After Arsenal closed out October by clinching yet another league win, beating Sunderland 4-1, Arsene Wenger offered a comment that opened up a bigger discussion than he realised.
“We now have difficult games coming up, with a difficult November,” the Frenchman said. “So, by the end of November, we will know more about ourselves.”
We will see whether his team has overcome a problem that has undercut them since he took the job 20 years ago. It is the problem of November.
Arsenal have almost always found the month tough, regardless of who they face. The statistics are striking. For every other month of the year, Their points-per-game average never drops below 1.88. It is mostly close to 2.0. For November, it is 1.59.
The drop-off is too large and constant to be a mere coincidence and it goes right back through Wenger’s reign. In his first full season, in 1997-98, Arsenal’s run to a league and cup double was almost over before it even started, rumbled by a bad November. Wenger’s side lost three of four games, including a 3-0 thrashing to Derby County that left them four points behind leaders Manchester United.
In 2000-01, they won one in three, losing to Everton and Leeds United. In 2004-05, reeling from the rancorous 2-0 defeat at Manchester United that ended a 49-match unbeaten run that encompassed the “Invincible” season of 2003-04, they lost one and drew two of four games. In 2006-07, they lost three of five games, suffering defeats to Bolton Wanderers, Fulham and West Ham United. In 2009-10, they lost two of three, to Sunderland and Chelsea.
Then, last season, they suffered their worst November yet and put the problem into even more focus for this campaign. It was the first season when Wenger’s Arsenal didn’t win a single match in the month, and they only recorded a points return of 0.67 per game.
The problem doesn’t happen every year, it must be acknowledged. Arsenal won all of their games in November of the 2005-06 season and that was one of seven out of 20 when they claimed more than two points per match. Sources say it happens often enough, however, for it to be an increasing topic of discussion around the club. Those at Arsenal are at a loss as to why it has been a trend, but there are a few theories.
One is based on one of the main problems over the past decade: their physical issues. Last season again seemed to showcase this. In the disappointing 1-1 draw at Norwich City on Nov. 29, Santi Cazorla picked up a knee injury that kept him out of so much of the season. His absence removed the side’s rhythm and some at the club put their failure to win the title last season down to that match.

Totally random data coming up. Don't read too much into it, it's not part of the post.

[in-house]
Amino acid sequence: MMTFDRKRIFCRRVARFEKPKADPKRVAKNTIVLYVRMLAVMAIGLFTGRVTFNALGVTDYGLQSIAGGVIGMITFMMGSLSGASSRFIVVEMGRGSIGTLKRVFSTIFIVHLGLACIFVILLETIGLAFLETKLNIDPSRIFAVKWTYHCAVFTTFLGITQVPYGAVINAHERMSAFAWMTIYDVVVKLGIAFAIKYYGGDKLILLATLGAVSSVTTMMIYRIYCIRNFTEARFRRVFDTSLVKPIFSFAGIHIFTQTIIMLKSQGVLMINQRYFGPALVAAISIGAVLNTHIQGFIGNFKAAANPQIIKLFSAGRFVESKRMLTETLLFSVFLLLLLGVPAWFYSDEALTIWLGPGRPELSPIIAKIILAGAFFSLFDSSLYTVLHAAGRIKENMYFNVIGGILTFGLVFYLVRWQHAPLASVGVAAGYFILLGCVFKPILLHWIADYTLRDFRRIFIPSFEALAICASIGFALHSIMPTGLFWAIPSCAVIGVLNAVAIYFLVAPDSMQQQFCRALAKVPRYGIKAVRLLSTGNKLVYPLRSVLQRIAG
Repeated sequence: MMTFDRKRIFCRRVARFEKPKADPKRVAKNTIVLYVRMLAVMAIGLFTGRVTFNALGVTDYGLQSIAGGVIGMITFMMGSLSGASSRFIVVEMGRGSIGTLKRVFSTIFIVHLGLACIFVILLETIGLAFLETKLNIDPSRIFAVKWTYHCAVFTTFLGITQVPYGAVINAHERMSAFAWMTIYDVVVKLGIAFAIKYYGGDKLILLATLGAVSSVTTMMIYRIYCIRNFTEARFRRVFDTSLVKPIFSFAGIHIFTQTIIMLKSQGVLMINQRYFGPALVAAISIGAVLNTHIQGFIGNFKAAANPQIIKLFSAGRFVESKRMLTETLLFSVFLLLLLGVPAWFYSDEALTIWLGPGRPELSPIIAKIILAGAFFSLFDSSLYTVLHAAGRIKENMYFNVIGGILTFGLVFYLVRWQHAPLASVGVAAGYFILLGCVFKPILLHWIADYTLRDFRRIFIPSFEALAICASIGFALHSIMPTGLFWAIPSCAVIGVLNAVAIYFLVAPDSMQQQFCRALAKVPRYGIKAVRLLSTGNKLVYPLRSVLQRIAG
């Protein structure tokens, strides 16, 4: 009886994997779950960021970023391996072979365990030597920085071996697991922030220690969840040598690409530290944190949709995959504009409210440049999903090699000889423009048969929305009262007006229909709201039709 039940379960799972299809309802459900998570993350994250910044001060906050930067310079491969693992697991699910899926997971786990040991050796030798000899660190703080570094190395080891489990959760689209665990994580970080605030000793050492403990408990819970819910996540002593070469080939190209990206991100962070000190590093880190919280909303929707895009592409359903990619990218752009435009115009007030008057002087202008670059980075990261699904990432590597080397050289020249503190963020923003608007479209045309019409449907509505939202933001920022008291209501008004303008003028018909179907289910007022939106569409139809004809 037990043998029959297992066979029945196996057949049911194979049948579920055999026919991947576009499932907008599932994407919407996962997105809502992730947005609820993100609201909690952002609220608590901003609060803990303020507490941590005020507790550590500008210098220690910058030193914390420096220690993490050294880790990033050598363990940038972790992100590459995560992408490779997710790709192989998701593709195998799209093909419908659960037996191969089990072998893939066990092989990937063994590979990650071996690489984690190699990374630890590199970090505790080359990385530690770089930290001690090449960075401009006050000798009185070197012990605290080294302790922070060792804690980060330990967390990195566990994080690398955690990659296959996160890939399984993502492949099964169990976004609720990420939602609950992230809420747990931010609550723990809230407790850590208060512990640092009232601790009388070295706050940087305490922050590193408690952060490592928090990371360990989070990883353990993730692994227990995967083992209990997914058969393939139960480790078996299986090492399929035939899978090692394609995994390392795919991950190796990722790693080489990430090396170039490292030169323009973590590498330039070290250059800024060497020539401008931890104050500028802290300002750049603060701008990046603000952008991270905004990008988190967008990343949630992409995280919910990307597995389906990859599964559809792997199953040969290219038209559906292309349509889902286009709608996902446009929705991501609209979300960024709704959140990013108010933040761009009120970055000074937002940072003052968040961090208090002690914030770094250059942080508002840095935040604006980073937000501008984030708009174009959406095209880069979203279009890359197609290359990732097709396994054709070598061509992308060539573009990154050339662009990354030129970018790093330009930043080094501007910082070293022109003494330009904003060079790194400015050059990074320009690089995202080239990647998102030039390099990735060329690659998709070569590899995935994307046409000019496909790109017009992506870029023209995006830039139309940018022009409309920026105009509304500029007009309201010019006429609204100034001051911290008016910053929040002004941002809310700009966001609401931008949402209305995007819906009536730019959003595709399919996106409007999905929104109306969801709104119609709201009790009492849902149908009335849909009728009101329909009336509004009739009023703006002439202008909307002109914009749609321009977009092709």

Club sources re-iterate that Wenger “pushes them hard” in preseason, and that can eventually start to have a fatiguing effect three months into the campaign, sapping some of their vigour and leading to those injuries. It doesn’t help the manager has never been particularly good at rotation and has often refused to rest key players when it would have been easy to do so. In the last year, he has talked of his reluctance to leave Alexis Sanchez on the bench for certain games because of the player’s deep desire to always play.
If the problem is down to physical problems, though, the wonder is whether that leads to a cycle involving some psychological issues. Do the dropped energy levels and greater number of injuries force a loss of team cohesion, and a consequent loss of confidence because they aren’t playing well?
It probably doesn’t help that Arsenal have finished second or lower in their Champions League group for 10 of their 18 seasons in the competition, meaning they have often been under pressure in the competition, or outright panicking. That hardly helps. Last season featured so many of these issues, and it seems likely that the worst Novembers represented perfect storms in that sense.
Arsenal host Tottenham in the north London derby this Sunday and their first fixture of November has been put forward as a portent of the usual doom. However, another trend of Wenger’s time is that he usually faces them in November. He has faced them 10 times in the penultimate month of the year and generally had the better of it. His Arsenal have won five of those games, drawn three and lost just two.
It means victory this weekend won’t necessarily mean they will avoid the usual bad November — but it would be a good start to finally end a trend.
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